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Voter ID questions remain after SCOTUS ruling

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The primary election in Indiana has come and gone. Voters had to show photo identification, the same as in other recent elections, but it was the first since the nation's highest court upheld the almost three-year-old state statute requiring specific ID at the polls.

Most agree the U.S. Supreme Court decision April 28 hasn't ended the debate about voter identification laws and that more law-drafting and subsequent litigation prior to the November general election is likely.

Nationally, both voters and the legal community should be ready for more debate because the recent ruling didn't have a clear majority and six justices agreed to some extent that Indiana's law could burden some voters.

The court issued a fractured 6-3 decision in William Crawford, et al. v. Marion County Election Board, et al., No. 07-21, and Indiana Democratic Party, et al. v. Todd Rokita, No. 07-25, a pair of consolidated cases challenging the Indiana statute passed in 2005. Opponents argued that the law would unfairly target people who might have trouble getting an ID, while the state contended it needed the right to impose the rules to prevent voter fraud.

A plurality opinion led to justices conceding that the law could impose a special burden on some voters, though the record doesn't have enough evidence to show what that burden is and if it's severe enough to overturn the statute entirely. In rejecting challenges to these types of laws, the court determined that future challenges must come in regard to specific laws that are already applied in an election and where evidence can be established.

"They haven't completely slammed the courthouse door shut, but it's going to be problematic whether the right set of facts will come along to convince judges this should be struck down 'as applied,'" said William Groth, an attorney who represented the Indiana Democratic Party. "It is hard to read Justice (John Paul) Stevens' majority opinion and come away with any clear guidelines."

The decision came eight days before Hoosiers went the polls for the May 6 primary election, when a record turnout came as Democrats flooded the polls and the state saw many Republicans switching their ticket to have a voice.

Election Day mostly went well, though scattered reports came about voters - many voting for the first time since the 2005 law took effect - not understanding which government-issued photo ID was needed.

A voter-assistance hot line received several calls from would-be voters in Indiana. They were turned away at precincts because they lacked state or federal identification bearing a photograph, according to the Brennan Center for Justice at New York University School of Law. The center and the Lawyers' Committee for Civil Rights Under Law established the hot line as part of Election Protection, the nation's largest nonpartisan voter protection coalition.

One college freshman in South Bend reported she was turned away from casting her first-ever ballot because she had only a college-issued ID card and an out-of-state driver's license, while a newly married woman reported she was told she couldn't vote because her license didn't match the one with her voter registration record.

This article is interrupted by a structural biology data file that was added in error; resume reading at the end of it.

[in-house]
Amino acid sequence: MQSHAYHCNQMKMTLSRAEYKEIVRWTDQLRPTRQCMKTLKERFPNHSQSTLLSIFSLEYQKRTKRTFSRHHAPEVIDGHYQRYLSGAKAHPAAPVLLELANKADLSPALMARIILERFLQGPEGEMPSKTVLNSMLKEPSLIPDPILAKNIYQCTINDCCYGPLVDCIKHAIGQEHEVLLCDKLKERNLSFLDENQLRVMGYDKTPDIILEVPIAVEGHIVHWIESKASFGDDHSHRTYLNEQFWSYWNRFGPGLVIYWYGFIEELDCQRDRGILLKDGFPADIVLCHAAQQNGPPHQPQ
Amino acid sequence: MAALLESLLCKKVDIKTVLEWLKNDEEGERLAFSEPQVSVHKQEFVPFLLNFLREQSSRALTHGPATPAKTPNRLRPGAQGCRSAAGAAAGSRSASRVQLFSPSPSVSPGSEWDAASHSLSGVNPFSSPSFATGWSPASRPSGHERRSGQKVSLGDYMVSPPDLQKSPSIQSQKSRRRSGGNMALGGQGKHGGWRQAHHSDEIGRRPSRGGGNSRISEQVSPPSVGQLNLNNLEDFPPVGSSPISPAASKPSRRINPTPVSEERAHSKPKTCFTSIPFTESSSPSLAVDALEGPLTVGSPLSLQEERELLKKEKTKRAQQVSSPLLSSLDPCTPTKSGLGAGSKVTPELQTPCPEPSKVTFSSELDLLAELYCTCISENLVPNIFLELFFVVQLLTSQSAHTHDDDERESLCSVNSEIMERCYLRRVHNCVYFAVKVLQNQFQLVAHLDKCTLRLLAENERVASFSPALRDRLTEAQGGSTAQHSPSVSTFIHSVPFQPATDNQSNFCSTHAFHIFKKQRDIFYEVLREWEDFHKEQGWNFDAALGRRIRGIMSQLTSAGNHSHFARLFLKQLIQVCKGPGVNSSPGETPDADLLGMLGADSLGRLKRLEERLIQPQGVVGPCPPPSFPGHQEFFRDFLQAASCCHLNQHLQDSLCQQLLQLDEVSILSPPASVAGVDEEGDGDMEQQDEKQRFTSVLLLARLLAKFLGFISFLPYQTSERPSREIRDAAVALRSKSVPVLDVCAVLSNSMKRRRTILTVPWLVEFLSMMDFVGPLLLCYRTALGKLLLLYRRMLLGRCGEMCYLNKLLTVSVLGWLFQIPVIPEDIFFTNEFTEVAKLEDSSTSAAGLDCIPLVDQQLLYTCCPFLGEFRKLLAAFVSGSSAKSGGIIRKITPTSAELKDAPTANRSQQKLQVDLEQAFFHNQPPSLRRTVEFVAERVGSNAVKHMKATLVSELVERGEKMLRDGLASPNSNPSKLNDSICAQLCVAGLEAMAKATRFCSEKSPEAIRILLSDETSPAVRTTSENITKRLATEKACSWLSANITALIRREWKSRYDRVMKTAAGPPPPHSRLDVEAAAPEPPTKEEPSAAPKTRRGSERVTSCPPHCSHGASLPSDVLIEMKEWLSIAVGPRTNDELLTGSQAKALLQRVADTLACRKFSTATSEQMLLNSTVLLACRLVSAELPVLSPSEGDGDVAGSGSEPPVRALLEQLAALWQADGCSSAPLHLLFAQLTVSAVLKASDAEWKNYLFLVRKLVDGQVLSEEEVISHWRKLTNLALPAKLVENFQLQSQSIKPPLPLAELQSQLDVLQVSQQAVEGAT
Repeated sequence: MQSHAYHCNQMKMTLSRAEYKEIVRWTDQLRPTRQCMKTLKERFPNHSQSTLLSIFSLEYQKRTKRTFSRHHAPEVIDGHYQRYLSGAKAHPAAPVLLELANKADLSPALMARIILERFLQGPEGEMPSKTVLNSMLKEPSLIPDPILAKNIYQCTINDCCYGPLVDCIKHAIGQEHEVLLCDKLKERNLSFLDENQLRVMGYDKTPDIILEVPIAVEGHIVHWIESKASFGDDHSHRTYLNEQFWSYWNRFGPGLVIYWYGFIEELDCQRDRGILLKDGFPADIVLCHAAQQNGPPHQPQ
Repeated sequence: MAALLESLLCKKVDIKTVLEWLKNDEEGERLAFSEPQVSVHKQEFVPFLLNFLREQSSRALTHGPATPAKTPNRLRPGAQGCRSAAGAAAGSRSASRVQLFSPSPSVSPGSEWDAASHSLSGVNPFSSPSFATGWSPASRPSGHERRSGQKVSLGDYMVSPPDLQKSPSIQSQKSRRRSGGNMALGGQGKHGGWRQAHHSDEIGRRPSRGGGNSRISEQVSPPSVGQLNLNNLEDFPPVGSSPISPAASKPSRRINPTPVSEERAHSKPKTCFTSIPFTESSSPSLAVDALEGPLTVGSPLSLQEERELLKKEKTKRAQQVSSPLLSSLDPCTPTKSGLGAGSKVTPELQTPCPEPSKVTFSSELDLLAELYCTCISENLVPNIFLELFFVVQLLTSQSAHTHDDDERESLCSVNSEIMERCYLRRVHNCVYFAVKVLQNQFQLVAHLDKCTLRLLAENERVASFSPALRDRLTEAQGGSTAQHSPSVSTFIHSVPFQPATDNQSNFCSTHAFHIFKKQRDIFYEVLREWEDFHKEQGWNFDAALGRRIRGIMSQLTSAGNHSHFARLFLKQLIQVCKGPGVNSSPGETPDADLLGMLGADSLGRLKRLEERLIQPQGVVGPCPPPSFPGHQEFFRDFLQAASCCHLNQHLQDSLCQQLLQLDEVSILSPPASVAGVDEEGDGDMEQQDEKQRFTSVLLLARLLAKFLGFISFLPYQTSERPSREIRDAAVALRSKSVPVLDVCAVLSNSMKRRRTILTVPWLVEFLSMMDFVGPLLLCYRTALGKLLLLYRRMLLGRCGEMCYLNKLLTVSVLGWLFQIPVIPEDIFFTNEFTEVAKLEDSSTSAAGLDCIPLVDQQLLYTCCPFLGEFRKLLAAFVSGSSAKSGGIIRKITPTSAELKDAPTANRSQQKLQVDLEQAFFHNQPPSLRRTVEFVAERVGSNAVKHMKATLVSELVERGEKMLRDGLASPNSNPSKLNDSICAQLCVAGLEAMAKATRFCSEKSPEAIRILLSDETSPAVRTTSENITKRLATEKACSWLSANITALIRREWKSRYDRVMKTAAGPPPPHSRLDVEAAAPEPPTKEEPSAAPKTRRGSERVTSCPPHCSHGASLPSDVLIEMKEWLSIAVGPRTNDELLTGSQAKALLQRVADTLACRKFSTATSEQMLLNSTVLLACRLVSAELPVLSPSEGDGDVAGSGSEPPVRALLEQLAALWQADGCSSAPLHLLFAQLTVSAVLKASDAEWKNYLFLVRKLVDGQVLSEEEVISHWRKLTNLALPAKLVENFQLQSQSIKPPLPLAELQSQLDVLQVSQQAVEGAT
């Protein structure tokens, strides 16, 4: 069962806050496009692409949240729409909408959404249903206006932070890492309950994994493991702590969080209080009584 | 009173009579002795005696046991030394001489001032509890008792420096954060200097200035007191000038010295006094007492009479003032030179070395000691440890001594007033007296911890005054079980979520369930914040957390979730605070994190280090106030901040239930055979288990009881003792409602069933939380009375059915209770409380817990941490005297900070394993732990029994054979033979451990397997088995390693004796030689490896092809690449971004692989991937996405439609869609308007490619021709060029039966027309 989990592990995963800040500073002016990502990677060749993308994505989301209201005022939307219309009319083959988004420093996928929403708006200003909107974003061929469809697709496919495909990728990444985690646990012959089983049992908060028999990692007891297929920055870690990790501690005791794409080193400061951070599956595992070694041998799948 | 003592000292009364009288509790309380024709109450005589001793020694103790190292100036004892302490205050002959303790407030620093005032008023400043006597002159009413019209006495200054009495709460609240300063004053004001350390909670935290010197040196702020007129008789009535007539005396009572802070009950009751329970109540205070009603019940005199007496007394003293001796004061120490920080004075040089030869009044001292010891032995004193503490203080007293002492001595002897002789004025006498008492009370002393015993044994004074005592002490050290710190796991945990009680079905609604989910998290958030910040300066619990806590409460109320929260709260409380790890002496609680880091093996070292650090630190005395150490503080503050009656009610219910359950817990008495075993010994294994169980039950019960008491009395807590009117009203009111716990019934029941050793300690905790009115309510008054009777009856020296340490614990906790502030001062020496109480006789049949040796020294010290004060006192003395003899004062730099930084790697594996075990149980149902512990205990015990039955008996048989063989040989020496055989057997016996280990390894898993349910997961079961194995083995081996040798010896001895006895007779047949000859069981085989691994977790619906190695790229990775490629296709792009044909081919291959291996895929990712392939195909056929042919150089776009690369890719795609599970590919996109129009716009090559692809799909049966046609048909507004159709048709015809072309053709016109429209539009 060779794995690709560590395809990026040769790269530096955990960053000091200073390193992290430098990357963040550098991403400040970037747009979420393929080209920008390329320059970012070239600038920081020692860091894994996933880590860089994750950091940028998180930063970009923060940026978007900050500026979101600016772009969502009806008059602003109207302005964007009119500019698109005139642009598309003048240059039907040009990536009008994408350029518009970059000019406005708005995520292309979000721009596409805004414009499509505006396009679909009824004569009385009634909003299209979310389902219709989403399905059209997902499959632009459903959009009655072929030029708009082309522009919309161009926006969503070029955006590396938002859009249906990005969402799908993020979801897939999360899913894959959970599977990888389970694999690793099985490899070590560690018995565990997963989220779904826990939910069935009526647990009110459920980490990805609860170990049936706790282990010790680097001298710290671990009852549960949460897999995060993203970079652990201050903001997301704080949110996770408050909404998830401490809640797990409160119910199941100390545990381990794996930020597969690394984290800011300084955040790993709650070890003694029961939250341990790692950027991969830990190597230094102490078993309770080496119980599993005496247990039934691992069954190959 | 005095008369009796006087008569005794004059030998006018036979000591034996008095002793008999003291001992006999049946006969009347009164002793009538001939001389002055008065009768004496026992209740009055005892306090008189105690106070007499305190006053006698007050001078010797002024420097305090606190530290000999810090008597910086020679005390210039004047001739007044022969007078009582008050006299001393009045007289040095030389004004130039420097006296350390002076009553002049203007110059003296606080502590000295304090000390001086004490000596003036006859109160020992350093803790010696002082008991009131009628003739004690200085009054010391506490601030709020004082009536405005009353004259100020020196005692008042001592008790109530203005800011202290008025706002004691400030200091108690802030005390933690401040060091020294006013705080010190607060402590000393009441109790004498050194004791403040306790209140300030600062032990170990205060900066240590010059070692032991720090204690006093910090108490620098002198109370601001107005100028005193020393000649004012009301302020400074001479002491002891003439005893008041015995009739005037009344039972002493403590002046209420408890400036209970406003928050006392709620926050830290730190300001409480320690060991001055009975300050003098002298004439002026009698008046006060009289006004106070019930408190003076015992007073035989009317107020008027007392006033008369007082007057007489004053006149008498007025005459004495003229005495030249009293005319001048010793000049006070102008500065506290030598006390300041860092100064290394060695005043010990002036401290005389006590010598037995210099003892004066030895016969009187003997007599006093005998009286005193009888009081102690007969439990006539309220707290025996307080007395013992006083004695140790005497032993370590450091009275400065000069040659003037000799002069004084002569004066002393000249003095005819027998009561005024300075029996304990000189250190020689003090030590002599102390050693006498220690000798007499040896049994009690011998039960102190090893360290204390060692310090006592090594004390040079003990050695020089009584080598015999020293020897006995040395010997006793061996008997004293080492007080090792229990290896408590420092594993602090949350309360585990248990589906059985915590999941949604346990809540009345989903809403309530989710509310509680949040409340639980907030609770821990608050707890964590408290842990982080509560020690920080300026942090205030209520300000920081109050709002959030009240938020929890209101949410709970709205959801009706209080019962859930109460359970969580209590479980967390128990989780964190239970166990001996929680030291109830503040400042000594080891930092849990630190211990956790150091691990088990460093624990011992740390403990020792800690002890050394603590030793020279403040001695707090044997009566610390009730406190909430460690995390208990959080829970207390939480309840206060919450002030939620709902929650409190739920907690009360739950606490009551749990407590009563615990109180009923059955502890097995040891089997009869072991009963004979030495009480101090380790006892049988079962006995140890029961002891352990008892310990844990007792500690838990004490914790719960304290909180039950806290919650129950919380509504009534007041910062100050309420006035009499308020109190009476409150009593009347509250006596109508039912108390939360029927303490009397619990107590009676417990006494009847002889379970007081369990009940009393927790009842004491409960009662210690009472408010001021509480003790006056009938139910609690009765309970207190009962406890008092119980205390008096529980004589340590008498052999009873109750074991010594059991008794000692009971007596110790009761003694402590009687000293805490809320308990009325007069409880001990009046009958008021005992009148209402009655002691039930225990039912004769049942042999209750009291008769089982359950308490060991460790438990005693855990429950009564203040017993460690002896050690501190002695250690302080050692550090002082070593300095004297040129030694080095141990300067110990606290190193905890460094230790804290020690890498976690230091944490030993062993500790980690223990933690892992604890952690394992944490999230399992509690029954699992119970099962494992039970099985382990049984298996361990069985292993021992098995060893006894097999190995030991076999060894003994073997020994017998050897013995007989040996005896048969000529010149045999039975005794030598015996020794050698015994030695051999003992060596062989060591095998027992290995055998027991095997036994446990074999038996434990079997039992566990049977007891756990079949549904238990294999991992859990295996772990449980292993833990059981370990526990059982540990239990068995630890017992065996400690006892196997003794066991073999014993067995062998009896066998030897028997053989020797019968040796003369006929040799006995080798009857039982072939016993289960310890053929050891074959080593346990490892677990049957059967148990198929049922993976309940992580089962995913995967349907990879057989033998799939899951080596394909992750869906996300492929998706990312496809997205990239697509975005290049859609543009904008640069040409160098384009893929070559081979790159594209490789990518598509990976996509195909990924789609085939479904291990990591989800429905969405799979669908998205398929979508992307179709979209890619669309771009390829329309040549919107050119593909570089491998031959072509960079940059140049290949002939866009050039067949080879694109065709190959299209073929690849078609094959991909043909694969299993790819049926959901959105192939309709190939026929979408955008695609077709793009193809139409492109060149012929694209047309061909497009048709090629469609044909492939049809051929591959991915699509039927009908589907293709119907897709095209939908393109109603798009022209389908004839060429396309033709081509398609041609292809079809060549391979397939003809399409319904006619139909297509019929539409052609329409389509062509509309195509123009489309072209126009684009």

While poll workers were trying to help the student, the Election Protection line coordinator reported that a group of 12 elderly Catholic nuns were turned away from the polls because they didn't have proper identification, though they'd known about the requirement beforehand. 

 "These laws are confusing. People don't know how they're supposed to be applied," said Myrna Perez of the Brennan Center for Justice and coordinator of the Election Protection hot line.

Following the ruling late last month, Indiana Secretary of State Todd Rokita dismissed any notion that the laws were confusing and called the ruling a "clear cut victory" for states wanting to impose voter ID rules. He said at least 25 states had called his office about the case since it was argued in early January, and now this ruling can serve as a road map for those jurisdictions wanting to initiate similar reforms. About 20 states already have some type of voter ID regulation, he said.

The Brennan Center for Justice criticized the decision but also noted that this didn't give states a blank check for blocking eligible voters; it called on lawmakers across the country to reject similar laws.

Debate is already rampant about the ultimate meaning of this decision and what comes next.

Ken Falk, legal director for the American Civil Liberties Union of Indiana, said he was disappointed but also encouraged by the possibilities left open by the court. If the law does burden voters at the polls, that could lead to more ammunition for future litigation.

"My sense is that a little has been decided but not all that much," said Michael Pitts, a professor at Indiana University School of Law - Indianapolis. "As predicted, we have a very fractured Supreme Court and there's not really widespread agreement on how to handle these voter-identification cases, or election-law cases in general."